Robert Champion, a healthy 26-year-old college band drum major, was dead within an hour last month after he was hazed on a band bus. That's the conclusion of Florida medical examiners.
Their report revealed Champion had "extensive contusions of his chest arms shoulder and back", and "blunt trauma" from his hazing attack made his body hemorrhage and go into shock. He bled to death internally.
Ruling his death a homicide means his hazers could be charged with murder.
"You just kind of wonder what kind of people are these people that are doing this?"
Pam and Robert Champion, Sr., the drum major's parents, have been demanding full prosecution to send a clear message about hazing.
"The one who put his hand on, did the beating, should be dealt with harshly," said Robert Champion, Sr.
Champion's death spotlighted a systemic, 40-year history of hazing within Florida A&M's famed marching band.
Physical abuse, including beatings with fists and objects, were part of initiations into band sub-cultures that even the band's director compared to gangs.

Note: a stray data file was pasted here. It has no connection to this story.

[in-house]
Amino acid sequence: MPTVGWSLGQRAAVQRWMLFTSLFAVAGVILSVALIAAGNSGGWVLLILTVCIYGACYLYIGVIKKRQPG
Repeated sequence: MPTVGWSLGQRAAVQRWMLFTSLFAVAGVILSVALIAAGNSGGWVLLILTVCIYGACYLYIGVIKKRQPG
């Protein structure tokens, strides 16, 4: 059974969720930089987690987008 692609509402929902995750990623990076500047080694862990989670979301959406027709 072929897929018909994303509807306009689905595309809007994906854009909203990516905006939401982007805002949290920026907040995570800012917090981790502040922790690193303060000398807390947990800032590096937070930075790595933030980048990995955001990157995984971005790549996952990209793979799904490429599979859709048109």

Dr. Julian White, the band's director, is now on paid leave. He says band members told him right after the attack that a number of them had repeatedly punched Champion in a hazing ritual.
When asked if Champion ran a gauntlet on the bus, Dr. White said, "That's what I'm told, that the initiation was running the gauntlet from the front of the bus to the back of the bus."
On Monday, the school's trustees will vote on the recommendation of Florida's governor to suspend school president Dr. James Ammons. Hundreds of students have protested his possible suspension, a move now made more likely that Champion's death has been ruled a homicide.
Under Florida law, the homicide ruling in Champion's case could mean charges with second degree murder. Conviction carries a possible maximum sentence of life in prison.